Wyatte Hall, Ph.D., from Albany, N.Y., earned his doctoral degree in clinical psychology at Gallaudet University and performed one year of postdoctoral research in clinical psychology at University of Massachusetts. His research in the RPP program at URMC focuses on the lifelong consequences of language deprivation in deaf children and the developmental impact of early-language experiences on health literacy and outcomes in prenatal care and reproductive health of deaf females. Hall is starting his second year in the program and has gained teaching experience, research skills and training in grant writing to develop his future independent academic research and teaching program.
“It’s exciting to see the program taking off and impacting the careers of deaf and hard-of-hearing scholars, who are extremely underrepresented in science careers beyond a master’s degree,” said Gerard Buckley, NTID president and RIT vice president and dean.
Rochester has built a global reputation as a center for deaf and hard-of-hearing culture and education. In the last decade, collaborations between RIT, NTID, UR and the deaf community have led to a number of unique programs designed to support the growth of deaf and hard-of-hearing scientists.
The program is seeking additional deaf and hard-of-hearing postdoc scholars. For more information, go towww.urmc.rochester.edu/academic-research-careers-deaf-scholars/about-the-program.aspx.
Alumnus and baseball standout Sean “Skip” Flanagan has been named athletic development coordinator for Rochester Institute of Technology’s National Technical Institute for the Deaf. In this role, Flanagan will work in tandem with the RIT Center for Intercollegiate Athletics, RIT varsity and club coaches and NTID faculty and staff to support the participation of deaf and hard-of-hearing student-athletes on varsity and club teams.
Flanagan, of Framingham, Massachusetts, earned a bachelor’s degree in psychology with a minor in exercise science from RIT’s College of Liberal Arts and currently is working on a master’s degree in educational leadership-intercollegiate athletic leadership at the University of Washington in Seattle. He previously was RIT/NTID’s student-athlete liaison, a student ambassador for NTID, and played professional baseball.
As athletic development coordinator, Flanagan will meet periodically with coaches of all RIT varsity teams, attend practices and meet with teams to provide educational seminars to improve team dynamics, as well as meet regularly with individual athletes to develop relationships, provide mentoring, support and problem-solving strategies. He will serve as representative of NTID at RIT athletic department staff meetings and functions.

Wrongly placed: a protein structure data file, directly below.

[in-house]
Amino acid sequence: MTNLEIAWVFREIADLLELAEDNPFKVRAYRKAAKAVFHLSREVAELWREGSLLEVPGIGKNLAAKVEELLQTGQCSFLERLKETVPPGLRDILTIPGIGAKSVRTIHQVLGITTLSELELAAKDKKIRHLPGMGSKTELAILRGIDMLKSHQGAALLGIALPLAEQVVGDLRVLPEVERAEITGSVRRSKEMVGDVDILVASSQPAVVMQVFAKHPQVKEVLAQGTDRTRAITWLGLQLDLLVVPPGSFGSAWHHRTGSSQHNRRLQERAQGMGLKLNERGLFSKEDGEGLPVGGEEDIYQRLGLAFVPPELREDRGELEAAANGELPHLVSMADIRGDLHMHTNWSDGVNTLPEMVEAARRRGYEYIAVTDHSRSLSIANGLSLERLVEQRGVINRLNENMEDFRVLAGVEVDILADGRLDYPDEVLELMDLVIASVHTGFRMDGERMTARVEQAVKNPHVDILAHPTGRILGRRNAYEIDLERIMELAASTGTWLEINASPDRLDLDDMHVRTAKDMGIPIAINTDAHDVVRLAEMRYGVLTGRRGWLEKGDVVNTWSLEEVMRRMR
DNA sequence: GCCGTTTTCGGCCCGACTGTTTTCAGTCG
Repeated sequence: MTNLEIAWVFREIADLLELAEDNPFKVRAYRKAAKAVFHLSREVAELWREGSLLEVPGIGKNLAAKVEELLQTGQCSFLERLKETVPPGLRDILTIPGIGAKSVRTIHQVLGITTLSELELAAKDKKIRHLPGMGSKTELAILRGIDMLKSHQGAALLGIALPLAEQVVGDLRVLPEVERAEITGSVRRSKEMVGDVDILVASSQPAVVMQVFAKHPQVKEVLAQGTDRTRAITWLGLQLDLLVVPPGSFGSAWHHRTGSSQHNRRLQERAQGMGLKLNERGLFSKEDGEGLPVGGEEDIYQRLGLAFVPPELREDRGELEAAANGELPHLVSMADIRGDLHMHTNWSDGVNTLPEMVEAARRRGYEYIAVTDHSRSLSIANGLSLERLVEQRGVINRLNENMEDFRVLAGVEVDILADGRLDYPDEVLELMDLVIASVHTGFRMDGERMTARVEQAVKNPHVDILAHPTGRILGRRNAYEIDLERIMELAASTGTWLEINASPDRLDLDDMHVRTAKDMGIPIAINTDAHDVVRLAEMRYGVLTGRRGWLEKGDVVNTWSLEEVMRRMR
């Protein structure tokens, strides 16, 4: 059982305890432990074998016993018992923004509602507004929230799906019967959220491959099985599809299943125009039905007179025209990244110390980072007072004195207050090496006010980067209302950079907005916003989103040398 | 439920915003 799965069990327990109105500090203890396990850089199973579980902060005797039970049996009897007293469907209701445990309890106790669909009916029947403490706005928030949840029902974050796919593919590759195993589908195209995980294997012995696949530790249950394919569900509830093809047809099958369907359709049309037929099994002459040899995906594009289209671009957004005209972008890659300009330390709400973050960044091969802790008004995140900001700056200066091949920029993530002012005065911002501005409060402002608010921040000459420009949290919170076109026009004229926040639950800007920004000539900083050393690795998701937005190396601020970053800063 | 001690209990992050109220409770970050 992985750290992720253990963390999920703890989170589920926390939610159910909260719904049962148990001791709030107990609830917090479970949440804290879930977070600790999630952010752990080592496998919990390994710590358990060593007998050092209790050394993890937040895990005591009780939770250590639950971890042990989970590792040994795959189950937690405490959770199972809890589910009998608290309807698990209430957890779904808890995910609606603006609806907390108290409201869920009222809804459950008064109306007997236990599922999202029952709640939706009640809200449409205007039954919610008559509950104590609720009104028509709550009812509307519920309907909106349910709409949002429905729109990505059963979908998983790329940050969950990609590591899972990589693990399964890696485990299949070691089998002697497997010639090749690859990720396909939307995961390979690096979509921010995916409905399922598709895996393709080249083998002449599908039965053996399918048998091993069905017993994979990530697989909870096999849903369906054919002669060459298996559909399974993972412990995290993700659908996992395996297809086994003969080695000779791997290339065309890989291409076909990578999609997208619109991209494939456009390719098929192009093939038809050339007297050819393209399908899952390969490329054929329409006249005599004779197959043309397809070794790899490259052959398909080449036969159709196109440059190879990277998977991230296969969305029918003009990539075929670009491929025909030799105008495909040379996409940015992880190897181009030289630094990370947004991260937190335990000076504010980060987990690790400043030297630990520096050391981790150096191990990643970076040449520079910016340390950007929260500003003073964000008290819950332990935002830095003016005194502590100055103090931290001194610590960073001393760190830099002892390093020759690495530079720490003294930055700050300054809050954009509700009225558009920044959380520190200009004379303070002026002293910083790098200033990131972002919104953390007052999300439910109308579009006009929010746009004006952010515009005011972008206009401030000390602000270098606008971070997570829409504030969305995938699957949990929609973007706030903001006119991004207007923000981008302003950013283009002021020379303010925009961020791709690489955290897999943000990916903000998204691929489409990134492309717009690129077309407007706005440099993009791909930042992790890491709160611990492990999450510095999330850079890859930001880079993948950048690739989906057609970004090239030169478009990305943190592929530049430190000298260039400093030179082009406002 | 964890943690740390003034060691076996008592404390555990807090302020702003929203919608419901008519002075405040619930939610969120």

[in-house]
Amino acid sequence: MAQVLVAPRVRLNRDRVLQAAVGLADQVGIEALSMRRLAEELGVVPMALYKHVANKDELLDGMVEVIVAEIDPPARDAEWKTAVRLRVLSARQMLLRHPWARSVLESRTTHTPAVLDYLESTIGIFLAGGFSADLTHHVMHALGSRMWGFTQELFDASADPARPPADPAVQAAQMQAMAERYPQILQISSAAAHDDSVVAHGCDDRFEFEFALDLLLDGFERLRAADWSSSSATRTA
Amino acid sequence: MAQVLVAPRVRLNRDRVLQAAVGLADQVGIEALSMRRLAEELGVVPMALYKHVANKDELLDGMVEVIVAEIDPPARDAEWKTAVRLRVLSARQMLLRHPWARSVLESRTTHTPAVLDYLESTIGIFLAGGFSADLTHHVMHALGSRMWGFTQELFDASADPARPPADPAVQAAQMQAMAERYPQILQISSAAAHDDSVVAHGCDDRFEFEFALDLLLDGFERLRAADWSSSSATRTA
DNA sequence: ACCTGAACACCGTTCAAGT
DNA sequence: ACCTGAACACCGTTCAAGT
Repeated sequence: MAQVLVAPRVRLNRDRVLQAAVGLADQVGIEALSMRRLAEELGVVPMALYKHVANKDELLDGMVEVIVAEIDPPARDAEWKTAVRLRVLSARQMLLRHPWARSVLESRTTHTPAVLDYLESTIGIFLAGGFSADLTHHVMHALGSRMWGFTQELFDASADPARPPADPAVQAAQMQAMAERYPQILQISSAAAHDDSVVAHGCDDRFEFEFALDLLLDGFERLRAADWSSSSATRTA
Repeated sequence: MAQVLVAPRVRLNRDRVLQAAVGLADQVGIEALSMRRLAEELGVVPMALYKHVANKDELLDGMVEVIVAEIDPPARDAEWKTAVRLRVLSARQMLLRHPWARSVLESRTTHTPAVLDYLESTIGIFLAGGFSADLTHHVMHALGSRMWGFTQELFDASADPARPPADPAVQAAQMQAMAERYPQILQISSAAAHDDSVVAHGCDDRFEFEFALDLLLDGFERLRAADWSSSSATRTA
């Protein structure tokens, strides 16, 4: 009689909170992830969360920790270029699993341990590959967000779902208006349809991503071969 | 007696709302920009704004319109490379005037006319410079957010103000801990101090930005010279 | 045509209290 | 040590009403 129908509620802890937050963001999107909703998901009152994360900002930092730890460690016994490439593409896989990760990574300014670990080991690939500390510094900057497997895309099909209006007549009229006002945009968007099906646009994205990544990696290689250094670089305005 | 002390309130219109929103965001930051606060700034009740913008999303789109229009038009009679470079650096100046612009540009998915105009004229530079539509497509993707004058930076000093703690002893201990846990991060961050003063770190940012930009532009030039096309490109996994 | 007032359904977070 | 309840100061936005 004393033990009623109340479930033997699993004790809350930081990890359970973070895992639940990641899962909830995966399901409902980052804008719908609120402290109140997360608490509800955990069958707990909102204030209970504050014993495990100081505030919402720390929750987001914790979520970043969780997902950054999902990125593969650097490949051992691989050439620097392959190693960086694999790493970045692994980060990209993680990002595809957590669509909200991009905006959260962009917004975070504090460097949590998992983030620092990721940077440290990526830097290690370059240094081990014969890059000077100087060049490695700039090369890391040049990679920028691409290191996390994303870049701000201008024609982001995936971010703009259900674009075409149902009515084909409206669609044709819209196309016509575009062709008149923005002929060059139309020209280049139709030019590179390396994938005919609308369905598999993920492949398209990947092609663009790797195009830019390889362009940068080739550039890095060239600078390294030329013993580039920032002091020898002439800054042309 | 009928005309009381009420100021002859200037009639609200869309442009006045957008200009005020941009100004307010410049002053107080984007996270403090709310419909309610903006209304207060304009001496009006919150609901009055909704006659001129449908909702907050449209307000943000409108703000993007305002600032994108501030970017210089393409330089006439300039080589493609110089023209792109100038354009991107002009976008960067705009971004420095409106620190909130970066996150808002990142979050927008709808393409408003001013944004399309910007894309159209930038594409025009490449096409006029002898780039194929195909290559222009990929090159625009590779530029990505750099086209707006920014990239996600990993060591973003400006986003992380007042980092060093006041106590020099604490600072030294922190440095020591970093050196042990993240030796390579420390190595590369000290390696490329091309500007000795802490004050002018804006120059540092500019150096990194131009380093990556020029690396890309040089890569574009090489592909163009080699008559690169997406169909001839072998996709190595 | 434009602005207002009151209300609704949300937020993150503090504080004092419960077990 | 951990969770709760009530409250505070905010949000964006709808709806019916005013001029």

“We are pleased to have Skip return to his alma mater in a role that takes full advantage of his experience both in the classroom and on the field,” said Dr. Gerard Buckley, NTID president and RIT vice president and dean. “He will serve as a role model to young deaf and hard-of-hearing student-athletes who attend RIT/NTID as well as those considering their college options.”
Rochester Institute of Technology’s National Technical Institute for the Deaf today announced it has received a grant for $30,000 as part of the “Innovation Generation Grant” program from the Motorola Solutions Foundation, the charitable arm of Motorola Solutions, Inc. Through the grant, RIT/NTID will fund their Tech Girlz and Tech Boyz outreach programs.
The Innovation Generation program provides awards to organizations that foster and support science, technology, engineering and math (STEM) initiatives for teachers and students (U.S. preschool through university level) — especially girls and underrepresented minorities.
Tech Girlz and Tech Boyz are week-long summer camps offered to deaf and hard-of-hearing students entering 7th, 8th and 9th grades who are interested in science, technology, engineering and math. They are taught in English and sign language and offer participants hands-on opportunities to explore technology, build robots and personal computers, and more.
“We are grateful for Motorola Solutions Foundation’s generous support of our outreach tech programs,” said Dr. Gerard Buckley, NTID president and RIT vice president and dean. “These camps provide opportunities for young deaf and hard-of-hearing students to explore careers that they may not have realized were available to them.”
Motorola has been a leader in supporting RIT/NTID’s academic and outreach programs, and this is the fourth time they have helped fund the Tech Girlz and Tech Boyz programs. Since 1984, Motorola Solutions has provided more than $1,000,000 in funding to various RIT and NTID programs.
The Motorola Solutions Foundation grant program overall will impact about 1 million students and teachers this year, each receiving an average of 120 programming hours from partner non-profit organizations and institutions. Programs support special populations, including girls and women; underrepresented minorities; the lesbian, gay, bisexual and transgender community; people with disabilities; and the military.